The Foo Fighters are one of the biggest names in rock music today. Maybe THE biggest. So to see them get up on a tiny stage at an L.A. pizza place is nothing short of spectacular. The Foo's are preparing to head south and play two shows in Mexico and to prep, they decided it would be a good idea to play an impromptu set to whomever decided they wanted pizza that particular night. Busting out 23 songs, the show was so small and cramped that drum mics weren't even necessary as drummer Taylor Hawkins and his band mates ripped through crowd favorites like "Learn to Fly". This was probably the smallest stage to host Dave Grohl since he was playing drums for Scream in the late 1980's but that's what makes moments like this so special. If only it happened more often. Check out a fan video in the link below.
Foo Fighters Play Intimate Pizza Show
Welcome to the DFL's new go to blog about music and movies! Here at the Duxbury Free Library we have a wide array of movies in all genres from Action and Adventure to Comedy and Horror. We also have a ton of television shows including new seasons of True Blood, Mad Men, Breaking Bad, and of course Downton Abbey. So if anyone is like me and is saddened by the demise of movie rental stores, fear not! The DFL is the place for all your video rental needs. As if a great selection of DVD's wasn't enough, the DFL also has a fantastic selection of CD's covering all styles of music from all eras. Be sure to check in and see reviews and write ups on some of the best music and movies, new and old, that the DFL has just waiting for you to take out
Wednesday, December 11, 2013
Star Trek: Into Darkness was a great sequel with shocking twists and turns, and plenty of throwbacks to the original series. As captain of the USS Enterprise, we find James T. Kirk along with his First Officer Spock studying a primitive species on an alien planet. After an extreme volcanic eruption threatens the planet and its inhabitants, Kirk and Spock set out to try and save the natives. However, when Spock’s life is threatened Kirk disobeys the prime directive and reveals the existence of the hidden Starship Enterprise to the people of the planet in order to save both their lives and Spock’s. Afterwards Kirk loses his command of the Enterprise and the ship is returned to Admiral Pike who manages to secure Kirk a spot as his First Officer in the hopes that one day he could once again resume command. After an unexpected attack by rogue Star Fleet officer John Harrison, Kirk is flung back into unknown territory as a centuries old mystery unfolds and Harrison is revealed to be the evil superhuman Khan. With all the characters from the previous film reprising their roles, the film felt like it picked up right where the last one left off which was great. It felt like a very logical continuation which is so necessary for a good sequel. Simon Pegg plays a larger role as Scotty this time around and Karl Urban returns for another masterful portrayal of Dr. McCoy. With throwbacks like the infamous Klingons and the furry little Tribbles making their way into the film, it’s sure to make diehard fans of the franchise happy while at the same time supplying enough over the top action and effects to keep today’s new generation of Trekkies enthralled. After the success of both Star Trek films it seems obvious that the series will continue well into the future as the Enterprise continues to boldly go where no man has gone before.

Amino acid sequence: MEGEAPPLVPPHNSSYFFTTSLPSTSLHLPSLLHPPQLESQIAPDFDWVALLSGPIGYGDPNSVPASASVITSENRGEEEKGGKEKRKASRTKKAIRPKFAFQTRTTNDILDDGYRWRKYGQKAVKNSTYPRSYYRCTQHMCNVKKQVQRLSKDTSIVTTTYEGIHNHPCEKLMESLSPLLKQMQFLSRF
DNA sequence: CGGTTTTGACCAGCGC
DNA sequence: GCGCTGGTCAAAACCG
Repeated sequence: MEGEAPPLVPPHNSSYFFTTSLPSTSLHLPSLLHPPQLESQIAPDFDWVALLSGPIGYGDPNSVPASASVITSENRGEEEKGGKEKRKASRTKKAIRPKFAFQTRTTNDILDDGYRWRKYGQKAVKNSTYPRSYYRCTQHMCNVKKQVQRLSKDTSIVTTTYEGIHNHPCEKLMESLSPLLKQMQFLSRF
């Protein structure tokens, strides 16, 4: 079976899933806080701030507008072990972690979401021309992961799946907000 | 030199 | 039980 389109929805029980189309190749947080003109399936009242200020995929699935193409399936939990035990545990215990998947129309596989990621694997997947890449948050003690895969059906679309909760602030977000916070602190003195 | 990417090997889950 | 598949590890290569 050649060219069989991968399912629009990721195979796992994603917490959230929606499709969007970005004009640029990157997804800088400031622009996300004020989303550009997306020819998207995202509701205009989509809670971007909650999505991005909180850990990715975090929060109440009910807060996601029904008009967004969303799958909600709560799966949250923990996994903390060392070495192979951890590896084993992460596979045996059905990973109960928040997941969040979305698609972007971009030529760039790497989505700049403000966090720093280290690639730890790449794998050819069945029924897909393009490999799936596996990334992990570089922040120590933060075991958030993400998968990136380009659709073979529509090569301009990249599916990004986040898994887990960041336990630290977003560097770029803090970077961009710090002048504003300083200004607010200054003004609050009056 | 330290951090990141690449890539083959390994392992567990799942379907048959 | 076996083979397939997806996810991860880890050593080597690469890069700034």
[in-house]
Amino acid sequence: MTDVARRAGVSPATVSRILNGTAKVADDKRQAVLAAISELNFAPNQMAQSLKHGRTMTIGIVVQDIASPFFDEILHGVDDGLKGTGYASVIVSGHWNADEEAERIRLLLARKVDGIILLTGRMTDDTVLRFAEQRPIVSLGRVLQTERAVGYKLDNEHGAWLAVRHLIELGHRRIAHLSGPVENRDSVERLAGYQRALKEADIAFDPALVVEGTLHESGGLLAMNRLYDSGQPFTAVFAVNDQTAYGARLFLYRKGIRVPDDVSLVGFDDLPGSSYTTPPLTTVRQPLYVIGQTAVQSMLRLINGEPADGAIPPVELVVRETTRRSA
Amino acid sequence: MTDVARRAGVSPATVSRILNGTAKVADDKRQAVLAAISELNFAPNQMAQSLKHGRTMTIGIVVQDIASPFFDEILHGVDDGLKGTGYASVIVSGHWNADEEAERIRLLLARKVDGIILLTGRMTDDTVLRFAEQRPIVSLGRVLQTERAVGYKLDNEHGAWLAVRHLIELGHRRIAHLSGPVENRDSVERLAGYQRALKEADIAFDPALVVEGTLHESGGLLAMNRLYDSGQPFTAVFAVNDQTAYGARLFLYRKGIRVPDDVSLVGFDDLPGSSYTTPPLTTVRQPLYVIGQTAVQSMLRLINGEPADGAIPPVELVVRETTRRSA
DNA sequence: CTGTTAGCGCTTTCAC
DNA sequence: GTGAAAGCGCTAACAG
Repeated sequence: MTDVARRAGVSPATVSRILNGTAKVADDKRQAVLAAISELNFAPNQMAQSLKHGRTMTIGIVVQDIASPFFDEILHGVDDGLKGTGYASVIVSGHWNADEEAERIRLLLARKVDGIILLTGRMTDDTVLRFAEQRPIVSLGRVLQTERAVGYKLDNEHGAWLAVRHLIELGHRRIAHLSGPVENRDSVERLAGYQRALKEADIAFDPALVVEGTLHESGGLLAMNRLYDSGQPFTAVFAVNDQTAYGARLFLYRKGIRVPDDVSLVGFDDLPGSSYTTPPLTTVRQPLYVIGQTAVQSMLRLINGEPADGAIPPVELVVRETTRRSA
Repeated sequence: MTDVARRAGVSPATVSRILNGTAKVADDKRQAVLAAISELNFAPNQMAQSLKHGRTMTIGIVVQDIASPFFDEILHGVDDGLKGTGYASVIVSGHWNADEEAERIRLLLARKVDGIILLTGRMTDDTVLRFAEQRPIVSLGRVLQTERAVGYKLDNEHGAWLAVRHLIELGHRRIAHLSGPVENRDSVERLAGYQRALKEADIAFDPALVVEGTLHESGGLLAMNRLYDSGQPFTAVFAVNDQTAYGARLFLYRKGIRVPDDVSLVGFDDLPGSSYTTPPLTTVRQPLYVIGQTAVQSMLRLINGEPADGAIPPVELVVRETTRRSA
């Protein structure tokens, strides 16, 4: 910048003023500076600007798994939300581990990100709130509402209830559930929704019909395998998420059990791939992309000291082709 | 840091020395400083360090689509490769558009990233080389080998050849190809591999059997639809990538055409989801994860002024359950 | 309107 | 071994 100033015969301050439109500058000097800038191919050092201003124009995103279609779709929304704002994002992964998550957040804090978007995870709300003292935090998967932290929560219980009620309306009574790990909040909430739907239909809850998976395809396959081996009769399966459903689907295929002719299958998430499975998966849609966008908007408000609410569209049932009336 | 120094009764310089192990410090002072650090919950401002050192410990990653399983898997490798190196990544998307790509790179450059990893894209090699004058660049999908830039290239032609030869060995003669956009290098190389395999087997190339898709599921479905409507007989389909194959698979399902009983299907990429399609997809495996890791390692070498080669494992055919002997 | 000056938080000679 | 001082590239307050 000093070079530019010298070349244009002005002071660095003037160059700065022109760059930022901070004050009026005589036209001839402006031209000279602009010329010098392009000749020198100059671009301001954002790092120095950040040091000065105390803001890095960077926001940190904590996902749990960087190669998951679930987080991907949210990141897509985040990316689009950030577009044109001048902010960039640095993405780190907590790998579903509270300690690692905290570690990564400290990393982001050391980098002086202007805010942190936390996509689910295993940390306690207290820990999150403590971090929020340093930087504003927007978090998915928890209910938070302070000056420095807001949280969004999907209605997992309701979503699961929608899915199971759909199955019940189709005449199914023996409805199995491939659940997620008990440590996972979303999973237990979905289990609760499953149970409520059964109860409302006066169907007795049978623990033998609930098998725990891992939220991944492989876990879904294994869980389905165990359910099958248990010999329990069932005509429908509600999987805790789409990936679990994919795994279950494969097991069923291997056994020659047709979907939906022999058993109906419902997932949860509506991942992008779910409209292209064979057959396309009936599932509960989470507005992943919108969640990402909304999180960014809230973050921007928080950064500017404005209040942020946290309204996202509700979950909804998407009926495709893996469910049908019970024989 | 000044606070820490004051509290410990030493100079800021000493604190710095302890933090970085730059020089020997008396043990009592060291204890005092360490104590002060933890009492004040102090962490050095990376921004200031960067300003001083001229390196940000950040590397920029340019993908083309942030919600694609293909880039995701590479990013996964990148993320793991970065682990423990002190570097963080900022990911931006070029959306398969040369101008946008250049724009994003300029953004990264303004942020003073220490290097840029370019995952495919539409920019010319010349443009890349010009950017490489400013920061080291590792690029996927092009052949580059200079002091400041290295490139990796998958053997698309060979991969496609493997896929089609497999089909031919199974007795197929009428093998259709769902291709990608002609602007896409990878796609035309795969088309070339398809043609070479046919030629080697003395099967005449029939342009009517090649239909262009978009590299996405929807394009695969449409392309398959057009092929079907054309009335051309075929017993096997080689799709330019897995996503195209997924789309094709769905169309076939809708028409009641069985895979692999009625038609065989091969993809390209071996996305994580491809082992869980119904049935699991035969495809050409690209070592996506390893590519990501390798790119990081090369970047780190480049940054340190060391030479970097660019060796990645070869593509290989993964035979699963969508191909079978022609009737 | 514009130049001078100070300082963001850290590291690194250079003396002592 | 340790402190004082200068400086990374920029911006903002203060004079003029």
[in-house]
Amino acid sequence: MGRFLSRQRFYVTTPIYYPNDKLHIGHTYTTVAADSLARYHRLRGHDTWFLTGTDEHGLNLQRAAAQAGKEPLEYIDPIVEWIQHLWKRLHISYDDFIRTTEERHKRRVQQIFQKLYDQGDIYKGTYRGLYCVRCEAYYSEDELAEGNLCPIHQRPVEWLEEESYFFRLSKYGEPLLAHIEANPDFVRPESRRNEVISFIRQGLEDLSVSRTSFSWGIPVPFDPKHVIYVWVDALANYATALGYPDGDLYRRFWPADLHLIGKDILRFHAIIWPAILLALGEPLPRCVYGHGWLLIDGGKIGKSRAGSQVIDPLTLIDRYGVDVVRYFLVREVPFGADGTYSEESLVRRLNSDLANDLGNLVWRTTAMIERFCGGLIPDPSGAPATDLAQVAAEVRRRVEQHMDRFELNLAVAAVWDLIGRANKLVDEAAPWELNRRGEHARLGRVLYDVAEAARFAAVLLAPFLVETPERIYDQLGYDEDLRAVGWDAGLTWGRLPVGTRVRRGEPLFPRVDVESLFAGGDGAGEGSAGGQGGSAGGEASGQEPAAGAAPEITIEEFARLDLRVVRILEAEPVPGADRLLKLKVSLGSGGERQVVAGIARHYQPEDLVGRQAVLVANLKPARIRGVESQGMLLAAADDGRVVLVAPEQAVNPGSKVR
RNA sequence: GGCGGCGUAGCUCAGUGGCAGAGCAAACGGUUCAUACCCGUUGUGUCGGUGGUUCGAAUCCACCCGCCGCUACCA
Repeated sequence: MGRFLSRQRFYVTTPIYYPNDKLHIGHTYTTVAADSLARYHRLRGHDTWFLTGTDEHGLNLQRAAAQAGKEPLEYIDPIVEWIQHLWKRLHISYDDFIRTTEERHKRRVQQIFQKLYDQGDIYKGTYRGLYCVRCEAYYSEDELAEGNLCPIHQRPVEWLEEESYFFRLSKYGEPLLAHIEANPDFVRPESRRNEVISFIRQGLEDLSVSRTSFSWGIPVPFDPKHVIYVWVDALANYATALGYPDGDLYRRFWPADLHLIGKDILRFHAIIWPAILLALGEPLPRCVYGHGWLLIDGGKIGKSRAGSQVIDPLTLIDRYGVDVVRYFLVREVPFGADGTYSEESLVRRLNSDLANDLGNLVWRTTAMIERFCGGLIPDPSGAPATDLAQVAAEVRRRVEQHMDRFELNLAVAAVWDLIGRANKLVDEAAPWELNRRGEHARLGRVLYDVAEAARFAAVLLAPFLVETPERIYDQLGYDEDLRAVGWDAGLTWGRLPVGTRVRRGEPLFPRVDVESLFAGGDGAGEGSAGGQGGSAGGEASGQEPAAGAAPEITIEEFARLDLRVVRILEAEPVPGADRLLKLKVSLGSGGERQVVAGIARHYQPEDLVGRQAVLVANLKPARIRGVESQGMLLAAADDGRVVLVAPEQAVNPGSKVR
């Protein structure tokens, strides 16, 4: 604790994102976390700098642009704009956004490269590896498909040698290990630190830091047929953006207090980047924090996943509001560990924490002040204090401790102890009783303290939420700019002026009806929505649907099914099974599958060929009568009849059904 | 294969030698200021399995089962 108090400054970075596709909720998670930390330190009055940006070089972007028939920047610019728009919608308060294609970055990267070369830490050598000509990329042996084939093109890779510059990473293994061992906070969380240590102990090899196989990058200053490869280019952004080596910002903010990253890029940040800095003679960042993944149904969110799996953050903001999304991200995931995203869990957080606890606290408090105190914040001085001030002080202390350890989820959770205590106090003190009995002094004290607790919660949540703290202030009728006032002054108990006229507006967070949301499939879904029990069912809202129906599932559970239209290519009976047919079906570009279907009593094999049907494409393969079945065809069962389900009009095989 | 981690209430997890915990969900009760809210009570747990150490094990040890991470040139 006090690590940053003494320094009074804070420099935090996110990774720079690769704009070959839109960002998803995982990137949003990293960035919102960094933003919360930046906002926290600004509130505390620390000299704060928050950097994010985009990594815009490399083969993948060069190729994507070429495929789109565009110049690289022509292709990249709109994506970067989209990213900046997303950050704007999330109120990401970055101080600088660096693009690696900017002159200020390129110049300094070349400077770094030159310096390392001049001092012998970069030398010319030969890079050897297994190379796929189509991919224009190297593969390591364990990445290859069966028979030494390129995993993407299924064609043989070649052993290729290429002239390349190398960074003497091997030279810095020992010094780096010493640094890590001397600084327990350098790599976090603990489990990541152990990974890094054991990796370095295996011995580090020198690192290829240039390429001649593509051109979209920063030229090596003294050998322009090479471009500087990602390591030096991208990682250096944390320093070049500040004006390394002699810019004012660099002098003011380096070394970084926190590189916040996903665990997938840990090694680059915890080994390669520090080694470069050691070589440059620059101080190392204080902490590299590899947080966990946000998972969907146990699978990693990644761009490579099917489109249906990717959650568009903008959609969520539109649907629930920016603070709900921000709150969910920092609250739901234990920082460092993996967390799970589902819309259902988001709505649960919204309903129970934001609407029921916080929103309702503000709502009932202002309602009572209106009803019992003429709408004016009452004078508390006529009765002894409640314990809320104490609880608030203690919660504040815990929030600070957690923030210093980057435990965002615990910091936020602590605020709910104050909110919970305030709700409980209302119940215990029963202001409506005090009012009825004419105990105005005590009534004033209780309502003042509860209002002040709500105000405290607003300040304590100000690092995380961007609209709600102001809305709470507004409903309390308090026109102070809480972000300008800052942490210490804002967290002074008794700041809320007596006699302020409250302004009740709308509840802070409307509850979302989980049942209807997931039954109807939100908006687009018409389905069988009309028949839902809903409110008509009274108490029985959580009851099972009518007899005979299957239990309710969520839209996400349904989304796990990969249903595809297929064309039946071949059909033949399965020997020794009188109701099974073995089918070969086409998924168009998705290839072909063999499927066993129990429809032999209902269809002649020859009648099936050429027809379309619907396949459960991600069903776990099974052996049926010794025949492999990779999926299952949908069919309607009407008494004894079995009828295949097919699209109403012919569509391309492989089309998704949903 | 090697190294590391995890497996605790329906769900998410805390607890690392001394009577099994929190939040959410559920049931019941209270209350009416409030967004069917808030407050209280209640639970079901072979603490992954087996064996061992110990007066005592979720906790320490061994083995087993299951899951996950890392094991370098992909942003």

Wednesday, December 4, 2013
The Wolverine, the latest in Marvel’s X-Men film series was scattered at times and difficult to follow, but overall a decent chapter in the immortal life of the series main character Logan (played by Hugh Jackman). Taking place after the events of X-Men III: X-Men United, we find Logan living in exile somewhere in rural America, emerging from his cave hideout in the woods only to get supplies when he needs them. Shaggy and unkempt, Logan has forsaken the name of “Wolverine” and has put his past with the X-Men behind him. Still feeling an immense sense of guilt after having killed his love Jean Gray, Logan is plagued by nightmares night after night and has begun to question whether he still has reason to live at all. Trapped by his own immortality it seems that Logan is destined to live in a perpetual purgatory plagued by his own past. That is until he meets an unexpected Japanese girl named Yukio who has come at the request of her master Yashida, a man whom Logan saved from the destruction of the second atomic bomb dropped on Nagasaki. As his dying request, Yashida asks that Logan come to Japan so that he can thank him one last time. As it turns out, Yashida is the owner of the largest, most powerful tech company in Japan and has much more planned for Logan than expected. I won’t go any further into the mystery that develops but Logan finds himself once again as the Wolverine fighting to save not only himself but also Yashida’s granddaughter Mariko from a brutal death. My only real complaint with the film is that it took too long to get to the point. We don’t find out what the villains motives are until the final 15 minutes of the film and that makes the other 90 minutes and change difficult to follow as you continuously find yourself asking “why?” That being said, the introduction of a few new mutants and some incredible martial arts fighting makes this not only a great action movie, but an entertaining and logical chapter in the X-Men saga.